however, because of the excellence of the portrait, she was requested to paint several other portraits around the city. In the meantime she asked would it be possible to paint the President's portrait and I talked with him about it and he said, "Why, yes, it would be all right." Up until that time the President had not had a portrait painted. When she finished it, the family was pleased with it, and it was acquired by a group of friends who presented it to the White House.

HESS: That's the painting that's in the White House at the present time?

SNYDER: It's there now, yes.

Well, a whole series of paintings grew out of that initial one of Drucie. That one hangs out in the Horton house at Chevy Chase. It's an exceptionally attractive portrait. John Walker at the National Gallery has spoken of it as being a Romney. He said that it has all the


characteristics of a Romney portrait, which pleased us very much, of course. But, out of that, as I mentioned, she has painted five portraits of Margaret, and now she has painted three of Mrs. Truman. Of the President's, one hangs in the White House, there's one in the Truman Library...

HESS: The Masonic portrait?

SNYDER: Yes, in his Grand Master's regalia. That, actually, I think, belongs to the Grand Lodge in St. Louis. When they did some repairing there, they loaned it to Mr. Truman. He just hasn't sent it back. There's one in the capitol, I think, in Jefferson City. I just don't recall where the others are. Of course, Mrs. Truman's, the first one, is in their home in Independence and the second one is in the White House and the third one is in the Truman Library.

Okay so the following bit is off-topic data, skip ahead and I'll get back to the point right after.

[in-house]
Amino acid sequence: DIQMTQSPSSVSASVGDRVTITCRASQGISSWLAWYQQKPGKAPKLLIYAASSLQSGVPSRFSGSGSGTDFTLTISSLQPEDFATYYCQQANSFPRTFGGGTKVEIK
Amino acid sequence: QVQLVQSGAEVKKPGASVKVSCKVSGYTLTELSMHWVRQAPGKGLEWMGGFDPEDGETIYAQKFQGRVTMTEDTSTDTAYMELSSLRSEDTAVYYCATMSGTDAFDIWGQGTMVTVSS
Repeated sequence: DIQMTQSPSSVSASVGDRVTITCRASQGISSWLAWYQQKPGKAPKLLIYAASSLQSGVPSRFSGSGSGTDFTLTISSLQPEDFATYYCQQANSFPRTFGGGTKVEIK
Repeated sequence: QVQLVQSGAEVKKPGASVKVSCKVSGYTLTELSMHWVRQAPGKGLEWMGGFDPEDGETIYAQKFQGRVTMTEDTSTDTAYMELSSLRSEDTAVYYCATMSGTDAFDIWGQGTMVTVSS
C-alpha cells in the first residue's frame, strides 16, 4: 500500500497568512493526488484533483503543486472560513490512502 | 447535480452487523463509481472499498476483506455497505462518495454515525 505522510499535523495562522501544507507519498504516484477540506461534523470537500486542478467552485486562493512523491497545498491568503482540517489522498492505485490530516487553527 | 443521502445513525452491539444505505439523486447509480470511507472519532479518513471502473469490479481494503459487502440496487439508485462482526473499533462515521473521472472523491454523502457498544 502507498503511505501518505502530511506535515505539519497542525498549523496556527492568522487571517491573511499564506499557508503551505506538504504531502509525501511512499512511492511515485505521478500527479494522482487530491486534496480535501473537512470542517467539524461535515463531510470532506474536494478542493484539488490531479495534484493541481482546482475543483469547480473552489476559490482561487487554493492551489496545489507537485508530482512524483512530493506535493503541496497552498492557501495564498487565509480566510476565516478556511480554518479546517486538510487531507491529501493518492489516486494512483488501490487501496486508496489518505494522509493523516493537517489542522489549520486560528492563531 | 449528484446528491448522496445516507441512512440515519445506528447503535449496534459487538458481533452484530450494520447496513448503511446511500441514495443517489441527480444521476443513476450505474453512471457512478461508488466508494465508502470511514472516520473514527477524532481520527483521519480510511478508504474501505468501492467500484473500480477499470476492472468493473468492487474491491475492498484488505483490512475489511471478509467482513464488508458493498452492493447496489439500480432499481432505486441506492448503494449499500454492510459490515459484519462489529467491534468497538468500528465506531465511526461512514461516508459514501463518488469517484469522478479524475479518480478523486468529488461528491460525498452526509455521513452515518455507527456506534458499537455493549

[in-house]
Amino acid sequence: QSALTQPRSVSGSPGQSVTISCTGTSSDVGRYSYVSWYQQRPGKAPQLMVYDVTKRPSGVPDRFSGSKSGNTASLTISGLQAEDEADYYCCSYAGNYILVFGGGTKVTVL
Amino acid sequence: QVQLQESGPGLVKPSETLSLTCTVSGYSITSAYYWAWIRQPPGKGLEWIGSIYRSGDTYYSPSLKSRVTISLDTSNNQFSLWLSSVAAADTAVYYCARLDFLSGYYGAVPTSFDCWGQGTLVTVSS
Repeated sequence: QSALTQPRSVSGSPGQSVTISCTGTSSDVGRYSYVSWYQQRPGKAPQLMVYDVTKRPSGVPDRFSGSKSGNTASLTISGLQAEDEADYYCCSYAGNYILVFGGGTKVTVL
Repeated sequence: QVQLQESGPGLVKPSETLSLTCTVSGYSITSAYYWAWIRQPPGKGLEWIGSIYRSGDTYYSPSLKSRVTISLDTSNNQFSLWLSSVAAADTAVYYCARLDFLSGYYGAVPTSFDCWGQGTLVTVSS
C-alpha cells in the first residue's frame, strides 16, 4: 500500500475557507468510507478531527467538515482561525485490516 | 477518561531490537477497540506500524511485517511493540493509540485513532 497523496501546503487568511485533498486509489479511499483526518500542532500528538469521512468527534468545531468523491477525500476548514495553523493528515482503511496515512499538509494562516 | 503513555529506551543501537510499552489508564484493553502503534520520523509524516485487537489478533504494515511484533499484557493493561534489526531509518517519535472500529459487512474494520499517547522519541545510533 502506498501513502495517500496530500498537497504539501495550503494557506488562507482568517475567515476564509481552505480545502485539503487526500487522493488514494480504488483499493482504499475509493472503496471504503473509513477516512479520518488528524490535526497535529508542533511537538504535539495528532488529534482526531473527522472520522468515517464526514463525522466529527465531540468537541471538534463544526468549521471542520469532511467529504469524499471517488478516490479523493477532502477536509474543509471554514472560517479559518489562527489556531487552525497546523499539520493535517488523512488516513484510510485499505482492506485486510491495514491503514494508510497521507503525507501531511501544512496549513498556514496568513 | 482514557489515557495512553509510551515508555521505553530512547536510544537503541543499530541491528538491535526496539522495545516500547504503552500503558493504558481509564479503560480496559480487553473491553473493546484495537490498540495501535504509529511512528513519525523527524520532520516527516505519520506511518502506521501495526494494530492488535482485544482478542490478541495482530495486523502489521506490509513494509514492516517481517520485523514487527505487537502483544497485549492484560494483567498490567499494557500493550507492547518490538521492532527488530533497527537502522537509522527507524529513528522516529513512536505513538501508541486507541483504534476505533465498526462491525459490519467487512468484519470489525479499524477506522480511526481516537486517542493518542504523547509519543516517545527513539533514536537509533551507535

HESS: Was the one that is in Mr. Truman's home now painted to go someplace else?

SNYDER: It was intended to go in the White House to start with, but the Truman version is that it got packed up by mistake and shipped with their things to Independence and as they did not unpack things for a number of months, that when they did get around to it, Mr. Truman said he liked it so well he was just going to keep it there.

I've had the privilege of having her paint, I think, about six portraits of me.

HESS: Where are they located?

SNYDER: Well, one of them hangs in the Treasury here, in the office of the Secretary of the Treasury; there's one in the capitol in Little Rock, Arkansas; there's one in the Truman Library; there's one at the Horton house, there's one in the high school in Jonesboro, Arkansas.


HESS: Where you went to high school.

SNYDER: Yes. And she has now about completed another one which Drucie is going to give to the National Portrait Gallery, but that will be delayed some -- the gift will be made probably within a year, but will not be hung until my death as they have a regulation that they hang no portraits of living persons, except those of Presidents.

HESS: Do you recall where the portraits of Margaret are?

SNYDER: Well, I think both of them are in Independence.

HESS: At the Truman home?


HESS: Anything else come to mind about Miss Kempton right now?

SNYDER: Well, as I mentioned a while ago, she painted


quite a number of Truman Cabinet members: Stuart Symington, while he was Secretary of the Air Force; Bob Hannegan as Postmaster General; Tom Clark, Attorney General.

HESS: Were most of these painted at the time that the men were in those positions?

SNYDER: Yes. Nearly all of them were, except two of mine which were painted subsequently. The one in the Truman Library has been painted more recently, and then, of course, the one she's working on now. She got married again, the second time, and her husband for some strange reason put his foot down on her painting portraits, and for fifteen years she didn't paint any portraits at all, except the one of me which he gave her permission to do -- the one that's in the Truman Library. That was the only portrait she painted for a period of nearly